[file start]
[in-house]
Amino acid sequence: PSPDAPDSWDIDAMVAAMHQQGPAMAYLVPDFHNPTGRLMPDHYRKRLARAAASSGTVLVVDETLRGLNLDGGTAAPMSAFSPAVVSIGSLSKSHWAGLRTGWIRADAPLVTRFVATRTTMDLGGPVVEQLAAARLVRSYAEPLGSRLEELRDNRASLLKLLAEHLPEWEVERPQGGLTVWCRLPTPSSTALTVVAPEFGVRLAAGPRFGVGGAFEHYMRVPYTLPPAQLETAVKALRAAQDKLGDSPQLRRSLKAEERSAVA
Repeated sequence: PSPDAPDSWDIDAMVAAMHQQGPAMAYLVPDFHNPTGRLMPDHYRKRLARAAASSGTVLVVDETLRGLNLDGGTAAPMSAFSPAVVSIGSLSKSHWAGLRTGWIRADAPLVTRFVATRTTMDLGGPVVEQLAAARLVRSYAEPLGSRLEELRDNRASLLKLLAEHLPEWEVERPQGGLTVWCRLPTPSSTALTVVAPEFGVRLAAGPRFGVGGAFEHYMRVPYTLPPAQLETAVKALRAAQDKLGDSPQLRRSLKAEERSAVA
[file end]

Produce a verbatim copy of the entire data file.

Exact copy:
[in-house]
Amino acid sequence: PSPDAPDSWDIDAMVAAMHQQGPAMAYLVPDFHNPTGRLMPDHYRKRLARAAASSGTVLVVDETLRGLNLDGGTAAPMSAFSPAVVSIGSLSKSHWAGLRTGWIRADAPLVTRFVATRTTMDLGGPVVEQLAAARLVRSYAEPLGSRLEELRDNRASLLKLLAEHLPEWEVERPQGGLTVWCRLPTPSSTALTVVAPEFGVRLAAGPRFGVGGAFEHYMRVPYTLPPAQLETAVKALRAAQDKLGDSPQLRRSLKAEERSAVA
Repeated sequence: PSPDAPDSWDIDAMVAAMHQQGPAMAYLVPDFHNPTGRLMPDHYRKRLARAAASSGTVLVVDETLRGLNLDGGTAAPMSAFSPAVVSIGSLSKSHWAGLRTGWIRADAPLVTRFVATRTTMDLGGPVVEQLAAARLVRSYAEPLGSRLEELRDNRASLLKLLAEHLPEWEVERPQGGLTVWCRLPTPSSTALTVVAPEFGVRLAAGPRFGVGGAFEHYMRVPYTLPPAQLETAVKALRAAQDKLGDSPQLRRSLKAEERSAVA